Being a food farmer / producer is tough work, and the nature of selling to chefs and their long hours and the difficult communication cycles that come with their jobs verifiably adds another layer of complexity.

It’s easy to understand how, when you’ve worked hard to land a great restaurant account and then work even harder to deliver quality product consistently (by literally growing or making the ingredient yourself), that it can be easy to FREAK OUT or just feel really sad (and also a bit panicky) when unexpectedly one day your fastest growing, favorite, consistent paying restaurant account… calls to break up.

And the truth of the matter is… break-ups happen.

With that reality in mind, we’ve compiled five ways to prepare, so you don’t have to worry, panic or otherwise FREAK OUT when you lose a restaurant account.

#1 Get your mindset right.

Remember that during the best of times especially, this reality can (and will) happen to even the best producers in the best restaurant / chef relationships. Many factors can contribute to such a change: a scaling business, tighter margins, rising employee costs, lower ticket averages, a change in customer ordering patterns, an investor’s daughter started a business doing the same thing as you… These are a few among a dozen other reasons can lead to a producer / restaurant breakup. Many of which, unfortunately, are completely outside of your control. It’s important to know it can happen… to anyone.

#2 Be prepared to minimize your exposure to break-ups by always being in the customer retention business.

Communicate frequently with your chef – and all of the chefs in the kitchen, for that matter. Take time to go beyond small talk and build a real relationship.

Find out how your product is doing, what dishes it’s used in and how those dishes are performing.

Ask if you can help promote the dish by sending an email or social post to your followers – and then do it – and make sure they see it. Then do it again. And again. In short, look for ways to help them sell more of your product.

Also, make them feel appreciated and valuable. Because they are. Give them free swag at least every couple of months – anything from baseball hats to stickers are a sign that you value their business – and them personally.

Write thank you notes and share in your own handwriting (however terrible it may be) just how valuable their business is to your business. Say thank you.

If you don’t do your own deliveries, make a point to CALL and let them hear your voice saying thank you and checking on the quality and timeliness of the delivery. In general, if they’re a regular customer, we recommend that you make a habit of checking in on them and their business at least once a month.

#3 Sell to survive.

If you KNOW that you’re going to have customer attrition, but you don’t know when and where it will happen, that fact should motivate you to double down on your sales efforts. While the loss of a restaurant account may break your heart, it will break your heart far less if it doesn’t threaten the survival of your own business. Never put your business at risk by assuming that your customers will be forever loyal.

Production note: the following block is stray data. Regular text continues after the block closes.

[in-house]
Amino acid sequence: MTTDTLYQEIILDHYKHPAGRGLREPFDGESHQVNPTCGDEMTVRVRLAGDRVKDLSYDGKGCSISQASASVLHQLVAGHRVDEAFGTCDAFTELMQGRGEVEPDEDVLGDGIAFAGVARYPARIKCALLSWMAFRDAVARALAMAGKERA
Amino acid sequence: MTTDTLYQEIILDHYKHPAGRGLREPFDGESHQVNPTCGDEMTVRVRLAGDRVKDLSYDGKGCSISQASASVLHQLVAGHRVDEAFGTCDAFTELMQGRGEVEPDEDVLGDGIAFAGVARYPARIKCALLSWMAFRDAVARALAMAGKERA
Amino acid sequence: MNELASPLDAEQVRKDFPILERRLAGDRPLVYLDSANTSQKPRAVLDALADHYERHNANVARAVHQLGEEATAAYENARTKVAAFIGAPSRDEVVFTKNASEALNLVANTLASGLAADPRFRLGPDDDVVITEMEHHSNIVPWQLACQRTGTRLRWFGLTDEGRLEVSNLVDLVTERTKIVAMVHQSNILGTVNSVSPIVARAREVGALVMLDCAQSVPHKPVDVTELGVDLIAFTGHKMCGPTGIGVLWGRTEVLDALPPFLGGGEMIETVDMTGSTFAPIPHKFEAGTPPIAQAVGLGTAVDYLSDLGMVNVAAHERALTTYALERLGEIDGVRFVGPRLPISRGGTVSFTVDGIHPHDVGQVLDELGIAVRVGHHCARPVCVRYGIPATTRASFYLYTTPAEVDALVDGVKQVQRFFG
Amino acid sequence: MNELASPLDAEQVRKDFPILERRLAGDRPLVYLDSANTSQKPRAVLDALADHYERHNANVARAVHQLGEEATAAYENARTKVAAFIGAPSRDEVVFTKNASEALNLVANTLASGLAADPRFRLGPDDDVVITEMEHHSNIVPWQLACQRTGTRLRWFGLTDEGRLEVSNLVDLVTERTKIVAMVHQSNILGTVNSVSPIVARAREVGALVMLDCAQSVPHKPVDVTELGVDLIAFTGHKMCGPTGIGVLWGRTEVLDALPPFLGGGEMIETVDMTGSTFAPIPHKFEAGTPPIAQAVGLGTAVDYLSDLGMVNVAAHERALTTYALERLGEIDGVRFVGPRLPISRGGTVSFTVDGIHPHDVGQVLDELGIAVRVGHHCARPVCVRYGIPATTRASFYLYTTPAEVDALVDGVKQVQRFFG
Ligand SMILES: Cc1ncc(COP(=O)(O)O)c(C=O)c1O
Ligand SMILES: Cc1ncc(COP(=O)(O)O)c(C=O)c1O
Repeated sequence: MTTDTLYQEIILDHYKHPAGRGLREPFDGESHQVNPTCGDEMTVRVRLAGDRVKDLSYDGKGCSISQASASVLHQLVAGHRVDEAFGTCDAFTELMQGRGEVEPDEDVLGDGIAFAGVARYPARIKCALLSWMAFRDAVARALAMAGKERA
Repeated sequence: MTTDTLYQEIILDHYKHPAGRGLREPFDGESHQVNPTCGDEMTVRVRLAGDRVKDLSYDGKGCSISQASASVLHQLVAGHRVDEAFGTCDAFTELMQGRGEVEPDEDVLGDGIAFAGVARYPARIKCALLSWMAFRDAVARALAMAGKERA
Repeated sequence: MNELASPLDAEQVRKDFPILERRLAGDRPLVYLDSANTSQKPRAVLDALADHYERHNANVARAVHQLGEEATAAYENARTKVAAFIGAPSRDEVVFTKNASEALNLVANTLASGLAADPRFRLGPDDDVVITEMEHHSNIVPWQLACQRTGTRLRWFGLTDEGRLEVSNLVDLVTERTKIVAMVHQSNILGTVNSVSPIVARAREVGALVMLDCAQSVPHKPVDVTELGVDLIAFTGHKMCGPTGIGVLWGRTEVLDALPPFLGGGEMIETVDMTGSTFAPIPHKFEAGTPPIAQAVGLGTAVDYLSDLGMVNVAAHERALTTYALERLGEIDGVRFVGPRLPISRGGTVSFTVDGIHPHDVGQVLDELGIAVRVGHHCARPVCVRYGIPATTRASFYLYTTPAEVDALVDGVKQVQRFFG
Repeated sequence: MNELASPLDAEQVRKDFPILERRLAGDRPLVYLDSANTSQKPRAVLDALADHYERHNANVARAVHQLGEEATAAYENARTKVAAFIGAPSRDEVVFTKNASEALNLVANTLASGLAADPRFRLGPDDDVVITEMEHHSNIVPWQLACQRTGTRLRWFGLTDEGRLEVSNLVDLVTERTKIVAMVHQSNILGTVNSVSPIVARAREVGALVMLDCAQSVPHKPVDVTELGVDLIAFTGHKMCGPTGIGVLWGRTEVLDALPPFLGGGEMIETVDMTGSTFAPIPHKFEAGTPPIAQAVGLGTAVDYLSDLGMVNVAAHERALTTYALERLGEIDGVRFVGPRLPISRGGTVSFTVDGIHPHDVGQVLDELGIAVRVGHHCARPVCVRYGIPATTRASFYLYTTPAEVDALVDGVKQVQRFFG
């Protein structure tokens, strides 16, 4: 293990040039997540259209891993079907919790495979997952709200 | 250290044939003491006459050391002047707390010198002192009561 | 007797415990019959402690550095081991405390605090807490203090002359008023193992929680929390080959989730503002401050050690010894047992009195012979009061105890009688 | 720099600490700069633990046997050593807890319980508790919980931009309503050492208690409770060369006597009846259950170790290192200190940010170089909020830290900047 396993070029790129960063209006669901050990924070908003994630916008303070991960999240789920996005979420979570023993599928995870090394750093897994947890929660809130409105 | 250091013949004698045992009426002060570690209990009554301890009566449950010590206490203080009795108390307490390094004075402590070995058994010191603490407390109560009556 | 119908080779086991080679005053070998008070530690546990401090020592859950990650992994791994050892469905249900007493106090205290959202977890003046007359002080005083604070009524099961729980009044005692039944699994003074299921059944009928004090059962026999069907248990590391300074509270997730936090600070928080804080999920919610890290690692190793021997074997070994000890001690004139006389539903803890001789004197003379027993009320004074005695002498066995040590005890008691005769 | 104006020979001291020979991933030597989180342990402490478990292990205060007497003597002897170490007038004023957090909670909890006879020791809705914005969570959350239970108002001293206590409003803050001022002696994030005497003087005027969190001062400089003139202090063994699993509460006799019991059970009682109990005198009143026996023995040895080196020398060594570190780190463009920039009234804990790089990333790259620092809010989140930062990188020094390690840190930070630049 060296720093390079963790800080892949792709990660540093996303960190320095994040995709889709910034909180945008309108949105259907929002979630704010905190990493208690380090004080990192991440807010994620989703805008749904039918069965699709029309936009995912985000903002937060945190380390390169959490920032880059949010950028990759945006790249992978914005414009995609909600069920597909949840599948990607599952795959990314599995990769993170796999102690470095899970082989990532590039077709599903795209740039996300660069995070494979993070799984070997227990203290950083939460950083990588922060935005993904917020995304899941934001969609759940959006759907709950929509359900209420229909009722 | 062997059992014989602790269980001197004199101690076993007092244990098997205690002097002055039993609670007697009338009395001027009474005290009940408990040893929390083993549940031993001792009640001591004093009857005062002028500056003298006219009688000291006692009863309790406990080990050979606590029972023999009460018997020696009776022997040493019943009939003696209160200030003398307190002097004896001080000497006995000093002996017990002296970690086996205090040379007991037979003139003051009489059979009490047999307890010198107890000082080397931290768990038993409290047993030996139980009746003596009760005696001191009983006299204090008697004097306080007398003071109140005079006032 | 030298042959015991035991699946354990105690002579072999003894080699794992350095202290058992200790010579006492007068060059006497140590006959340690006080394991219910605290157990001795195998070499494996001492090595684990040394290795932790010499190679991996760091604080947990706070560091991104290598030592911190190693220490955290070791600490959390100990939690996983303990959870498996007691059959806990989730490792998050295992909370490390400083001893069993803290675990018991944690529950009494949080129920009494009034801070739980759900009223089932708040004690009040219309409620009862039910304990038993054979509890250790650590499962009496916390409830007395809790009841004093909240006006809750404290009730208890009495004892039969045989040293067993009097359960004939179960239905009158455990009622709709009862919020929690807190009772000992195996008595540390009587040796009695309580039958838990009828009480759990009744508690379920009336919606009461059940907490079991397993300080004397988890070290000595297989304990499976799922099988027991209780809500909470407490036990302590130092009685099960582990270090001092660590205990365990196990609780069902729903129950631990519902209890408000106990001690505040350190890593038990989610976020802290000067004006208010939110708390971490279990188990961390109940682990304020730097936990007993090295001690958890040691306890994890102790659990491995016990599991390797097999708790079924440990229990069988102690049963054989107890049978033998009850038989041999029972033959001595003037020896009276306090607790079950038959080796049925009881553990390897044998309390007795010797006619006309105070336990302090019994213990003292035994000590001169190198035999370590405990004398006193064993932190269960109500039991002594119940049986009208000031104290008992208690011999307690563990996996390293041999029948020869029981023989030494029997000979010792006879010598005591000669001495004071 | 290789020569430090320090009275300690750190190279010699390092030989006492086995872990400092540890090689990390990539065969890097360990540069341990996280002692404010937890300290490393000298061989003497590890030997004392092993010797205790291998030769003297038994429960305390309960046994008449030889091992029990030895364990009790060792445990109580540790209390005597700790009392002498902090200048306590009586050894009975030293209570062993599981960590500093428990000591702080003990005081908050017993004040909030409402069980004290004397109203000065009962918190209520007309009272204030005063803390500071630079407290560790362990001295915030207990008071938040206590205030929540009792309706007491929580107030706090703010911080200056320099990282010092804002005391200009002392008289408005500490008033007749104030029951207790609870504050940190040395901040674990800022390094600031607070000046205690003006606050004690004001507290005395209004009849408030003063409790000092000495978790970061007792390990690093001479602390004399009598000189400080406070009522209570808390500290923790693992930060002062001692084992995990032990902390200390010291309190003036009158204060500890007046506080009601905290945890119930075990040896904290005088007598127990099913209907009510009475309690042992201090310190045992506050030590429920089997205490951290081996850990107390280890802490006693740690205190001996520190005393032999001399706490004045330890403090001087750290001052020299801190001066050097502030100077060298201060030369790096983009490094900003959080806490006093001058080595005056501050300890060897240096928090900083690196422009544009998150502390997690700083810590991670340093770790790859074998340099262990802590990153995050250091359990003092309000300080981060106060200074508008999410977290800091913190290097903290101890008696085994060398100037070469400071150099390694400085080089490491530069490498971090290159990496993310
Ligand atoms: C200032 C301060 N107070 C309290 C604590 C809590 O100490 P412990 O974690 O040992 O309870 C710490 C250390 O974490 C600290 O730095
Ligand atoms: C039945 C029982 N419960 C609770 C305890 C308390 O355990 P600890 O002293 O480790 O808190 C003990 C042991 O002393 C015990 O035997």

Sell to sustain your business first, and then sell some more to grow your business. You’re never selling solely to grow your business. If you’re not selling, you’re dying.

#4 Always have an active list of leads that you’re working.

Write prospective restaurant accounts on a sheet of paper, type it in a Google doc or Evernote or just send yourself an email. But whatever you do, have it in a form that you can access anytime, anywhere. Then make sure that you call, text, email or drop by several of those leads Every. Single. Day. Make working your list a HABIT that is as important as caring for your crops, animals or processing facility. This list should feature new-to-you restaurants that you have zero contact with as well as places that you know, have sampled and just haven’t said yes… yet.

If a prospective restaurant account hasn’t said yes yet, keep asking until you get a yes or a no. Remember, on AVERAGE, it takes nearly a dozen touch points to get a chef to make a move towards a new ingredient. A DOZEN. If you call, text, and email everyday, it might ONLY take you a couple of weeks (in an ideal world free of major holidays, food festivals or vacations) to get to phase one of their consideration. Know the facts and don’t get discouraged – and keep working that list!

Did I mention that you must remember that breakups happen?

If you’ll follow these five pieces of advice, you won’t need to freak out or even break stride when you lose a restaurant account. Yes, you’ll be sad – and that’s okay. We’re in this business because we love serving people and having personal relationships, and break-ups hurt. But with proper mindset and planning, they do not have to cause anxiety and financial difficulty for your business.

>> Want to know more about selling your product to restaurants? Check out our e-book called “How to Sell to Restaurants” for 11 easy-to-implement ideas addressing how to sell your farm to table or artisan made ingredient to chefs.

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